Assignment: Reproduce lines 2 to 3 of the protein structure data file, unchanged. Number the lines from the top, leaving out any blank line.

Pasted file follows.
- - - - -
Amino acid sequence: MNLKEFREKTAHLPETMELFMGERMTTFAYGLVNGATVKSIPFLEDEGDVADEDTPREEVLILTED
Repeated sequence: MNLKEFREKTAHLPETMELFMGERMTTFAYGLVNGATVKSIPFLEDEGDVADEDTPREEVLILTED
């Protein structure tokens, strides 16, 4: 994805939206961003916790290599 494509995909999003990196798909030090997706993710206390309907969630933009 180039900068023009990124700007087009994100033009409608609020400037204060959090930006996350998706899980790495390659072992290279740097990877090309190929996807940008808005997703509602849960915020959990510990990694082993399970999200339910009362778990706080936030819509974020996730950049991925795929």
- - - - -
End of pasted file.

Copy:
Repeated sequence: MNLKEFREKTAHLPETMELFMGERMTTFAYGLVNGATVKSIPFLEDEGDVADEDTPREEVLILTED
């Protein structure tokens, strides 16, 4: 994805939206961003916790290599 494509995909999003990196798909030090997706993710206390309907969630933009 180039900068023009990124700007087009994100033009409608609020400037204060959090930006996350998706899980790495390659072992290279740097990877090309190929996807940008808005997703509602849960915020959990510990990694082993399970999200339910009362778990706080936030819509974020996730950049991925795929």